Technical challenges:

  • Signaling delays and fluctuations, and timing variations due to altitude

  • Large doppler shifts due to moving at thousands of miles per hour

  • Signal degradations due to weather, atmospheric conditions, path loss, and shadowing

  • Interference and security attacks since signals are weaker

  • Line of sight challenges

  • Timing and synchronization issues

Performance challenges:

  • Providing seamless coverage and connectivity during handover to terrestrial network or another LEO satellite as it passes by

  • Cell stability

  • Capacity

  • Latency (delay) and jitter (consistent latency)

  • Throughput (speed)

  • End-to-end quality of voice, video, data, and emergency services

Testing is essential for success

New ideas that improve the NTN business case are coming to light daily. One is doubling LEO satellite payloads to include GPS/GNSS services currently deployed on medium earth orbit (MEO) satellites. Because of larger distance from Earth, MEOs have the disadvantage of weaker signals, which can be more easily spoofed.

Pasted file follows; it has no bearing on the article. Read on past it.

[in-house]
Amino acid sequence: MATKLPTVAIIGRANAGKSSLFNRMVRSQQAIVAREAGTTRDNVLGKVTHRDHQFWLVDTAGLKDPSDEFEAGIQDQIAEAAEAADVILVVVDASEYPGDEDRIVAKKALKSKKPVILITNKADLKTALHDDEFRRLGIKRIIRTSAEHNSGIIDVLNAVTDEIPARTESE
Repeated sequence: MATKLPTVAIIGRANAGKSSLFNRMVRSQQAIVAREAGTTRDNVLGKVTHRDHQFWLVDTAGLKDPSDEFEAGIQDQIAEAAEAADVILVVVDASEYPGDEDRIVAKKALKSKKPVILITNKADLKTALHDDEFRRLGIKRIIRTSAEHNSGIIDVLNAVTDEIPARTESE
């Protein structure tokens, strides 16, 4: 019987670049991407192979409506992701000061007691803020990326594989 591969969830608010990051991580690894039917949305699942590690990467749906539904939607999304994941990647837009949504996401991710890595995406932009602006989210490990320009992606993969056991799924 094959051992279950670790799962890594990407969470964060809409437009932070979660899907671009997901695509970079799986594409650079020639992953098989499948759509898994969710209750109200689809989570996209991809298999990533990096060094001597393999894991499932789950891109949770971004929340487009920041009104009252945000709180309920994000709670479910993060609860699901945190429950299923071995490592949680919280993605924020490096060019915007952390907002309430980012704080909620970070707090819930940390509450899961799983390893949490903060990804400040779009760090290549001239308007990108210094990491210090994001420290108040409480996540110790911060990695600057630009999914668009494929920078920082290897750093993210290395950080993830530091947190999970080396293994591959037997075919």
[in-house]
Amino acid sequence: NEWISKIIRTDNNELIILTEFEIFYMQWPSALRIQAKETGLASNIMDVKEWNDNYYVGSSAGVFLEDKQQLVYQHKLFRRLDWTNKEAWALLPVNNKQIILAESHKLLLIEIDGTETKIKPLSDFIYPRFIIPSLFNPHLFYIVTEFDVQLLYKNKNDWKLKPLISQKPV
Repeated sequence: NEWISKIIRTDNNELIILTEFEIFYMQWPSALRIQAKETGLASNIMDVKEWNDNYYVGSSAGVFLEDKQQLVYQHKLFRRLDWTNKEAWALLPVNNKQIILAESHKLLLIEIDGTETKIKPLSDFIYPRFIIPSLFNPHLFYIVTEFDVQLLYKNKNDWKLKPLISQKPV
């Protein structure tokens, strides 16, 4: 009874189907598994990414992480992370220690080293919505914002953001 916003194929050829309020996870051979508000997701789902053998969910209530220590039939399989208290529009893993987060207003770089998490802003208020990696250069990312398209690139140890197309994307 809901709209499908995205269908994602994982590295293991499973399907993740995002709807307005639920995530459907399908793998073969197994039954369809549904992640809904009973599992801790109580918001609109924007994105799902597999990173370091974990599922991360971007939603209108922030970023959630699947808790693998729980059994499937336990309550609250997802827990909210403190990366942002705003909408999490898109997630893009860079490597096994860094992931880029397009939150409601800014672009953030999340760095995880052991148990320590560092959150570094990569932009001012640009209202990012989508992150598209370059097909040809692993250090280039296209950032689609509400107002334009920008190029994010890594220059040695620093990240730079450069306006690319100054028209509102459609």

The industry is evaluating two models:

  1. A relay model that relays and amplifies the PNT signals from MEO orbiting constellations like Galileo. This strengthens Earth-delivered signals, supports faster position fixes and accommodates rapid two-way authentication checks to enhance security.

  2. Direct from LEO PNT service where the LEO satellites could be either a trusted primary source of PNT or used for resilience.

NTN is complex, with many challenges to be addressed. Creating and executing a comprehensive test plan that assures NTN’s capabilities on the ground, before launch, is essential for success.

Learn more about testing in this space with Spirent Vertex and from our white paper Testing Satellite Communications for 5G Networks.

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Stephen Douglas
Stephen Douglas

시장 전략 부서장

Spirent is a global leader in automated test and assurance for the ICT industry and Stephen heads Spirents market strategy organization developing Spirents strategy, helping to define market positioning, future growth opportunities, and new innovative solutions. Stephen also leads Spirent’s strategic initiatives for 5G and future networks and represents Spirent on a number of Industry and Government advisory boards. With over 25 years’ experience in telecommunications Stephen has been at the cutting edge of next generation technologies and has worked across the industry with service providers, network equipment manufacturers and start-ups, helping them drive innovation and transformation.